Ukraine honours two Poles for presenting truth about The Great Famine
Polish film director Agnieszka Holland and the American-Polish journalist and publicist Anne Applebaum have been honoured with high state distinctions by Ukraine for their work on portraying the truth about The Great Famine of 1932-33.
Ukrainian President Volodymyr Zelensky awarded Holland and Applebaum with the Order of Princess Olga (3rd class). The state distinction is presented to women who have shown outstanding personal merits in matters of state, science, education, culture and in other social areas.
The decree by the head of state on the awarding of the state distinction to Holland and Applebaum was published on 23 November, the day on which Ukraine commemorates the victims of The Great Famine.
Agnieszka Holland is the director of 'Gareth Jones', a film which tells the story of a young Welsh journalist who in the 1930's was one of the first people to report on what was happening in Ukraine. The Ukrainian premiere of Holland's film will take place in Kiev on 28 November.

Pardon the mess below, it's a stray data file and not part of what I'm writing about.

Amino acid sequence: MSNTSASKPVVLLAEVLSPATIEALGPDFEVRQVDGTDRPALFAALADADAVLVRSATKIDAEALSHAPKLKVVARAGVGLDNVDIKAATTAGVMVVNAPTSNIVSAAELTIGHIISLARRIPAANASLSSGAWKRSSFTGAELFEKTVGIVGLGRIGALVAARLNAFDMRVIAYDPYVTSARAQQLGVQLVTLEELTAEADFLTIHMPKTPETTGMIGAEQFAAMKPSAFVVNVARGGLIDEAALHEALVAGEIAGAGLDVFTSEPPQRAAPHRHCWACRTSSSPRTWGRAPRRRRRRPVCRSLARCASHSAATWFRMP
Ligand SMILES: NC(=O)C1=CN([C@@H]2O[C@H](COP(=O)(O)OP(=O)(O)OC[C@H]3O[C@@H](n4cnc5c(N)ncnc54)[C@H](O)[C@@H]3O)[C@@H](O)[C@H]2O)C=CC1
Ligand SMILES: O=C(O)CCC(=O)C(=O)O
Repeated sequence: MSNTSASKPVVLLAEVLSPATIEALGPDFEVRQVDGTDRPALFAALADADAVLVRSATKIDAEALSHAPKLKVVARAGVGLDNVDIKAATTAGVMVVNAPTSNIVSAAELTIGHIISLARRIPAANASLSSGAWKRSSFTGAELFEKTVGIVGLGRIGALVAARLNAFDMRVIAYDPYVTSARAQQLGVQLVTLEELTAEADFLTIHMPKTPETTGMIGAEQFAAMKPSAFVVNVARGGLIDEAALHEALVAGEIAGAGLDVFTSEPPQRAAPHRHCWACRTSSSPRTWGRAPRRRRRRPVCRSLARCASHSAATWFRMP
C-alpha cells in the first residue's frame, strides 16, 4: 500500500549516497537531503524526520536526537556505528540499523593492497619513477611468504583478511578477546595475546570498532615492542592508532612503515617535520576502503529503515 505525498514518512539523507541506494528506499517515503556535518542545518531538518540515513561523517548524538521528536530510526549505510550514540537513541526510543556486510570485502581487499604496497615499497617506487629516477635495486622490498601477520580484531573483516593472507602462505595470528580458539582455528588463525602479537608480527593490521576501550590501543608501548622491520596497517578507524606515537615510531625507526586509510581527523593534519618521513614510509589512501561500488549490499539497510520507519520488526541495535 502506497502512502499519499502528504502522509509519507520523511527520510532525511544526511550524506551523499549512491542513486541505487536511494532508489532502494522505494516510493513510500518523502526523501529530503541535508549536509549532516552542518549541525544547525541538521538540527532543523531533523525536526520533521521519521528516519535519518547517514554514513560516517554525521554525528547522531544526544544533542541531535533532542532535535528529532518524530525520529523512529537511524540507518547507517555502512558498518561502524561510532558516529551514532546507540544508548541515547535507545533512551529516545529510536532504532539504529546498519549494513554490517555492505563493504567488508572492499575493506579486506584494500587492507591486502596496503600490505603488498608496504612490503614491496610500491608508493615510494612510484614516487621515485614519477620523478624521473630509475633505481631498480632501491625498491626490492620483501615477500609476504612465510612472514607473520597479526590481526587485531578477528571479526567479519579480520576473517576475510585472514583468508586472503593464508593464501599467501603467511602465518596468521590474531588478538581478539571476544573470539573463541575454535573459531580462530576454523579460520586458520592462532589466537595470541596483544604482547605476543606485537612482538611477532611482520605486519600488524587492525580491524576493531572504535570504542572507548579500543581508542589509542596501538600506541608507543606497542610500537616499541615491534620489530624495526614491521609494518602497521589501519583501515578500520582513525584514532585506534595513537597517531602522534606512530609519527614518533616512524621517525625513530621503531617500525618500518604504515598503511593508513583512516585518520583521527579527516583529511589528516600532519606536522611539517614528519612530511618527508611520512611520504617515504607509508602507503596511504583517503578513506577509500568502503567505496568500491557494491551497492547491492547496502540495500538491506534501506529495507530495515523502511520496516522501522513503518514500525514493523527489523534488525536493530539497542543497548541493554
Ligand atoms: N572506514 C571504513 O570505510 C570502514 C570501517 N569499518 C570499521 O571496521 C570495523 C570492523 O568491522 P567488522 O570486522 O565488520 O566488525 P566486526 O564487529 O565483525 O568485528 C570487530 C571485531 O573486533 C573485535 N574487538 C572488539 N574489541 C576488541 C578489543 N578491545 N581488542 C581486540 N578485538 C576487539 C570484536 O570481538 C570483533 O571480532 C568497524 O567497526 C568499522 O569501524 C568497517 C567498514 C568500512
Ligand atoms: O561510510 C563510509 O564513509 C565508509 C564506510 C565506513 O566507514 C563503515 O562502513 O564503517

Anne Applebaum is the author of 'Red Famine: Stalin's War on Ukraine', a book in which she proves that The Great Famine was the second biggest act of genocide of the 20th century, second only to the Holocaust.
The Great Famine took place during peacetime in one of Europe's most fertile countries, while the Soviet Union exported huge amounts of cereal crops. In Ukraine the confiscation of cereals by the state was followed by the decision to confiscate all foodstuffs produced in the country.
According to various estimates between 4 and 8 million people lost their lives during the famine. During the worst period of the famine, 1932-33, up to 25,000 people were dying on a daily basis.